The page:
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As Finberg has pointed out, the drawing across this and the following page (folio 25; D13497) is one of three compositions that Turner based his watercolour of Dunbar, circa 1823 (private collection)1 upon;2 the other two being in the Scotch Antiquities sketchbook (Tate D13633–D13634, D13639–D13640; Turner Bequest CLXVII 29a–30, 31c–32).
The present drawing, with its squarer format that is closer to the relative dimensions of the final design, provides the compositional layout of the watercolour, and many of the details and the shading are also translated into this design. However, the shape of the ruins are derived more directly from the two Scotch Antiquities sketches and the tiny figures in the illustration are developed from the first sketch in that book.
Turner’s Provincial Antiquities illustrations typically drew upon a number of studies from the three Scottish sketchbooks. Bass Rock, circa 1824 (watercolour, Lady Lever Art Gallery, Port Sunlight)3 is a true composite of dozens of views from 1818 and 1822, but even works like Edinburgh for Calton Hill, circa 1819 (watercolour, National Gallery of Scotland),4 which was based on a single sketch (Scotch Antiquities sketchbook, D13651–D13652; Turner Bequest CLXVII 39a–40), draw upon a number of sketches to provide details or clarify particular subjects.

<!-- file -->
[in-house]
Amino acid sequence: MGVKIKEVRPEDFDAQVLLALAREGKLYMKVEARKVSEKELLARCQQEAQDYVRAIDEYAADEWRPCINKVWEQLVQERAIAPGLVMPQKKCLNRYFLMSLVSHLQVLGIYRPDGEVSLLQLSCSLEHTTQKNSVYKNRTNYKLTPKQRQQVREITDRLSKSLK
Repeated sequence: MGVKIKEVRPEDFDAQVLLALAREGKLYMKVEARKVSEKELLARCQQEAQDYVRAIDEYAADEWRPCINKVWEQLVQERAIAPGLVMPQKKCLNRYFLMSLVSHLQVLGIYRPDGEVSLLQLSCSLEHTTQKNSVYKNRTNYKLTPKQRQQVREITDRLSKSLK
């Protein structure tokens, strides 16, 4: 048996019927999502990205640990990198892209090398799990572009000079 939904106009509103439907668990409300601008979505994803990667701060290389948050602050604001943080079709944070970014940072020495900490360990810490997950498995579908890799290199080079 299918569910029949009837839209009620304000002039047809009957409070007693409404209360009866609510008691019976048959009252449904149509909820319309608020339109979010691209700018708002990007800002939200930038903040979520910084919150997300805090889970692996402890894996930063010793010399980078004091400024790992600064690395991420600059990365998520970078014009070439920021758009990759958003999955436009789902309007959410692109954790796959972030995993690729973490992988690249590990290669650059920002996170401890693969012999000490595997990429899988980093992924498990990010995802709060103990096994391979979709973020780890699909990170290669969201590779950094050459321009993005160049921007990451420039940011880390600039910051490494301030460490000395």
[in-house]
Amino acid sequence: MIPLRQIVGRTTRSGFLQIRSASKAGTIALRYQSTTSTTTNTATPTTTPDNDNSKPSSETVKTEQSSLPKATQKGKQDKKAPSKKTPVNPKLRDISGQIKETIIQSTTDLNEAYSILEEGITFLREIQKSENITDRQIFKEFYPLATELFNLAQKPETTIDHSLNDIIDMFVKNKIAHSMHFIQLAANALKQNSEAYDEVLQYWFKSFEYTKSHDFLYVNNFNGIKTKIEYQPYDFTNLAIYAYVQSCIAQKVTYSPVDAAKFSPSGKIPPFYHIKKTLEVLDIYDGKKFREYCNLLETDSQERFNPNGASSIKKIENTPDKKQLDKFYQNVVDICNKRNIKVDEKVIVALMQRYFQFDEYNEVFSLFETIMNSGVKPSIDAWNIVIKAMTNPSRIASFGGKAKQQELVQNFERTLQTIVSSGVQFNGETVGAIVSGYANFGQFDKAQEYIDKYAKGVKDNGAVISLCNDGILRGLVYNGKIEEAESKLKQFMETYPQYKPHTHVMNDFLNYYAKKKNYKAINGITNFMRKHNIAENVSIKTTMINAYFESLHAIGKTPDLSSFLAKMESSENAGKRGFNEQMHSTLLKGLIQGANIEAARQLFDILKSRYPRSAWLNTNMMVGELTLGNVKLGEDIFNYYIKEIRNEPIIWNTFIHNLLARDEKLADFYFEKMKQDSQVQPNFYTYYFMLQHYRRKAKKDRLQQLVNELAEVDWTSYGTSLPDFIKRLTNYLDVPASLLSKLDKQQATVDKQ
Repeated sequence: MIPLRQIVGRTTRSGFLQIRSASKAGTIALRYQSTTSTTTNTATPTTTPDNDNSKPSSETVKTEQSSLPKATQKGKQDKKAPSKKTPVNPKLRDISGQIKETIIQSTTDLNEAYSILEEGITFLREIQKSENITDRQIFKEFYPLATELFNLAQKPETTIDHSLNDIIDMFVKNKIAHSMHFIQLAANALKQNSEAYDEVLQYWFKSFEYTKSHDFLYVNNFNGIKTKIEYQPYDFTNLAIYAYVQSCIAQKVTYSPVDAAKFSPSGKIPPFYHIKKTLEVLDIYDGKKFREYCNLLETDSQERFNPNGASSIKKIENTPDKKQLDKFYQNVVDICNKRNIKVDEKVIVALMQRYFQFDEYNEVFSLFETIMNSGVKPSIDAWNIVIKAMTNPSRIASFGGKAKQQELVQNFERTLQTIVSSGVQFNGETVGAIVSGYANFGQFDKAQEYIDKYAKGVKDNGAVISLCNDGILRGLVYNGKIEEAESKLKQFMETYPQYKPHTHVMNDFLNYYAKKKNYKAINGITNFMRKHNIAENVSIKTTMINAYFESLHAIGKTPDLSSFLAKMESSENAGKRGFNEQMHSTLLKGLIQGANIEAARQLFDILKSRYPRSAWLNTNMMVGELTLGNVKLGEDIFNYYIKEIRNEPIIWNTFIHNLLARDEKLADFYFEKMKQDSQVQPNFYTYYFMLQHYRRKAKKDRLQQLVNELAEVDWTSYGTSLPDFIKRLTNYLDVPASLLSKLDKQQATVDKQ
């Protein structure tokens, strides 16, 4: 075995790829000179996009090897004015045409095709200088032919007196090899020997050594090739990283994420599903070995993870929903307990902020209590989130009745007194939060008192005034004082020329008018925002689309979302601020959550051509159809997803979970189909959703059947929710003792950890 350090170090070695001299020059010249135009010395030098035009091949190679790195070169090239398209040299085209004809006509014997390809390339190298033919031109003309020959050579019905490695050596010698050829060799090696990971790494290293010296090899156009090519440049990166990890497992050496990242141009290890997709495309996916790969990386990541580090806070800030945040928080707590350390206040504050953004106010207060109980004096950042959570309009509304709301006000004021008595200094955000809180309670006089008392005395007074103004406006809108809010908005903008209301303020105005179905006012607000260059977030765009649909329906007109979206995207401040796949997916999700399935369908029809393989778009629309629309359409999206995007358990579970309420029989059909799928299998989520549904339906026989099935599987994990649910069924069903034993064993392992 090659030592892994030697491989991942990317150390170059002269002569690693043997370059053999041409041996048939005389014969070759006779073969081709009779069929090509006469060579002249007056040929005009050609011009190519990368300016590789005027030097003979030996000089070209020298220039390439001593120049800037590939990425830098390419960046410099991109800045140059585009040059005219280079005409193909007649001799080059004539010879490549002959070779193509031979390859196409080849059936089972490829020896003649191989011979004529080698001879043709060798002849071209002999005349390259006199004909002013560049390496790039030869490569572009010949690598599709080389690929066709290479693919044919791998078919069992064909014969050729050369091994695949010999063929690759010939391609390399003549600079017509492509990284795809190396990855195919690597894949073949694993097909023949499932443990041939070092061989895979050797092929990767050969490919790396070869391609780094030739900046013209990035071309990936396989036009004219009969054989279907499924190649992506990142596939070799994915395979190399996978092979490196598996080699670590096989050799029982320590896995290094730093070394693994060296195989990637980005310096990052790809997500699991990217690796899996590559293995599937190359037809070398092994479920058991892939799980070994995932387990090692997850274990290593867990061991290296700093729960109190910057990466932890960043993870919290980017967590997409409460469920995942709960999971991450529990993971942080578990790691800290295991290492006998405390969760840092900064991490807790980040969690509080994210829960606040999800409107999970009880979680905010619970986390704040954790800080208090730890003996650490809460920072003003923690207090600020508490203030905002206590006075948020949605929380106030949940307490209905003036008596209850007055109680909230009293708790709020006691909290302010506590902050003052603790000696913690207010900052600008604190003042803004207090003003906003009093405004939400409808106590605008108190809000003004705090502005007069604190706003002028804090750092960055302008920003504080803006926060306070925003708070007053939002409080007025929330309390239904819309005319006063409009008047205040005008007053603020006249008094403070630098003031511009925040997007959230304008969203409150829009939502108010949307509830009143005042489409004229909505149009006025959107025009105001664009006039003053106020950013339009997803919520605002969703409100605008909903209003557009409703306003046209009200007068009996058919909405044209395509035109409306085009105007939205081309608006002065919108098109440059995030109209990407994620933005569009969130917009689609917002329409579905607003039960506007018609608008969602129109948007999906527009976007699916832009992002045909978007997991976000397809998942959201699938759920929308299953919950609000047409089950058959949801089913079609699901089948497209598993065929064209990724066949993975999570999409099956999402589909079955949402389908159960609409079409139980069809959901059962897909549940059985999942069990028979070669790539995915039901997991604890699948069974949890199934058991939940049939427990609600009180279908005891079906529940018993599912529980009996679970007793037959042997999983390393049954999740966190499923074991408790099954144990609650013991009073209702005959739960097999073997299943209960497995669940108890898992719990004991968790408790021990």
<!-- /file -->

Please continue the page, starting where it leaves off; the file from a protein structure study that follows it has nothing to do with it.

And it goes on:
The existence of two similar sketches of Dunbar in two different sketchbooks suggests that Turner was confident that he had found his composition while standing in front of the subject, perhaps making his first sketch in Edinburgh, 1818 sketchbook, and then using the Scotch Antiquities book to make two further versions with clarifications and variations. He seems to have referred to all three sketches when he came to make his watercolour, taking the strongest parts from each.